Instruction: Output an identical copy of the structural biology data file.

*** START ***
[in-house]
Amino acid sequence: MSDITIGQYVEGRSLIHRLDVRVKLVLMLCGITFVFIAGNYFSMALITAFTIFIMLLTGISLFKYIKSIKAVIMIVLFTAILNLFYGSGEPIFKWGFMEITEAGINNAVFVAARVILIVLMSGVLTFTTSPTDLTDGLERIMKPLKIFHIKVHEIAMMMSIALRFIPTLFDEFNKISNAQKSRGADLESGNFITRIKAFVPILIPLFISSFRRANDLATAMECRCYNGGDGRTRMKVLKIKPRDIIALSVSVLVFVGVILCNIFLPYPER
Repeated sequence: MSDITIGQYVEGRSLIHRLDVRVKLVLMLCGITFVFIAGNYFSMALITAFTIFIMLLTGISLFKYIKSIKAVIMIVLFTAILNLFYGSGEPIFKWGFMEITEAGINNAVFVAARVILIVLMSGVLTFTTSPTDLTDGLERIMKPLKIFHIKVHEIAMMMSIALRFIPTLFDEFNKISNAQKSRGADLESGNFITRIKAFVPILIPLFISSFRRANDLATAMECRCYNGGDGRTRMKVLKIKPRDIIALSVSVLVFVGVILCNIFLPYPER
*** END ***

[in-house]
Amino acid sequence: MSDITIGQYVEGRSLIHRLDVRVKLVLMLCGITFVFIAGNYFSMALITAFTIFIMLLTGISLFKYIKSIKAVIMIVLFTAILNLFYGSGEPIFKWGFMEITEAGINNAVFVAARVILIVLMSGVLTFTTSPTDLTDGLERIMKPLKIFHIKVHEIAMMMSIALRFIPTLFDEFNKISNAQKSRGADLESGNFITRIKAFVPILIPLFISSFRRANDLATAMECRCYNGGDGRTRMKVLKIKPRDIIALSVSVLVFVGVILCNIFLPYPER
Repeated sequence: MSDITIGQYVEGRSLIHRLDVRVKLVLMLCGITFVFIAGNYFSMALITAFTIFIMLLTGISLFKYIKSIKAVIMIVLFTAILNLFYGSGEPIFKWGFMEITEAGINNAVFVAARVILIVLMSGVLTFTTSPTDLTDGLERIMKPLKIFHIKVHEIAMMMSIALRFIPTLFDEFNKISNAQKSRGADLESGNFITRIKAFVPILIPLFISSFRRANDLATAMECRCYNGGDGRTRMKVLKIKPRDIIALSVSVLVFVGVILCNIFLPYPER